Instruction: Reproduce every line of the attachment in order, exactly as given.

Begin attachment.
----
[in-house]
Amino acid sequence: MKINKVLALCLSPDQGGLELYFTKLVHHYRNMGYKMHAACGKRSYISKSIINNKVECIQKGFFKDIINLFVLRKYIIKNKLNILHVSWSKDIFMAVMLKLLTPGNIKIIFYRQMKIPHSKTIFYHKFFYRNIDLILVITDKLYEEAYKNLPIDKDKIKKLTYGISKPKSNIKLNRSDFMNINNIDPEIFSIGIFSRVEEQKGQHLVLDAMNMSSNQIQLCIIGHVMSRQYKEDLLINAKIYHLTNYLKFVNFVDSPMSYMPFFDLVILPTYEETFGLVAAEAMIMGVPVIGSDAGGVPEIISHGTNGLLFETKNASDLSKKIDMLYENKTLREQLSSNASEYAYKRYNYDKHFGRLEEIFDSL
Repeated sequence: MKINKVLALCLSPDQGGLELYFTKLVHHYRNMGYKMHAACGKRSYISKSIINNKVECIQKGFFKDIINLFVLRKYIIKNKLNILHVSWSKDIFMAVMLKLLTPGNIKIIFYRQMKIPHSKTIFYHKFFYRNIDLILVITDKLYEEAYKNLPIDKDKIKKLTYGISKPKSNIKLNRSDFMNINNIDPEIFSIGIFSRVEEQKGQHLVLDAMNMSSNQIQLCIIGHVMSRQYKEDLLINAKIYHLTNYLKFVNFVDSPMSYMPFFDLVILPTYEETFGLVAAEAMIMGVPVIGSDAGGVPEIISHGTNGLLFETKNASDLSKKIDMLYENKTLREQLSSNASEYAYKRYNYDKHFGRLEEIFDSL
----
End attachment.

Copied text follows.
[in-house]
Amino acid sequence: MKINKVLALCLSPDQGGLELYFTKLVHHYRNMGYKMHAACGKRSYISKSIINNKVECIQKGFFKDIINLFVLRKYIIKNKLNILHVSWSKDIFMAVMLKLLTPGNIKIIFYRQMKIPHSKTIFYHKFFYRNIDLILVITDKLYEEAYKNLPIDKDKIKKLTYGISKPKSNIKLNRSDFMNINNIDPEIFSIGIFSRVEEQKGQHLVLDAMNMSSNQIQLCIIGHVMSRQYKEDLLINAKIYHLTNYLKFVNFVDSPMSYMPFFDLVILPTYEETFGLVAAEAMIMGVPVIGSDAGGVPEIISHGTNGLLFETKNASDLSKKIDMLYENKTLREQLSSNASEYAYKRYNYDKHFGRLEEIFDSL
Repeated sequence: MKINKVLALCLSPDQGGLELYFTKLVHHYRNMGYKMHAACGKRSYISKSIINNKVECIQKGFFKDIINLFVLRKYIIKNKLNILHVSWSKDIFMAVMLKLLTPGNIKIIFYRQMKIPHSKTIFYHKFFYRNIDLILVITDKLYEEAYKNLPIDKDKIKKLTYGISKPKSNIKLNRSDFMNINNIDPEIFSIGIFSRVEEQKGQHLVLDAMNMSSNQIQLCIIGHVMSRQYKEDLLINAKIYHLTNYLKFVNFVDSPMSYMPFFDLVILPTYEETFGLVAAEAMIMGVPVIGSDAGGVPEIISHGTNGLLFETKNASDLSKKIDMLYENKTLREQLSSNASEYAYKRYNYDKHFGRLEEIFDSL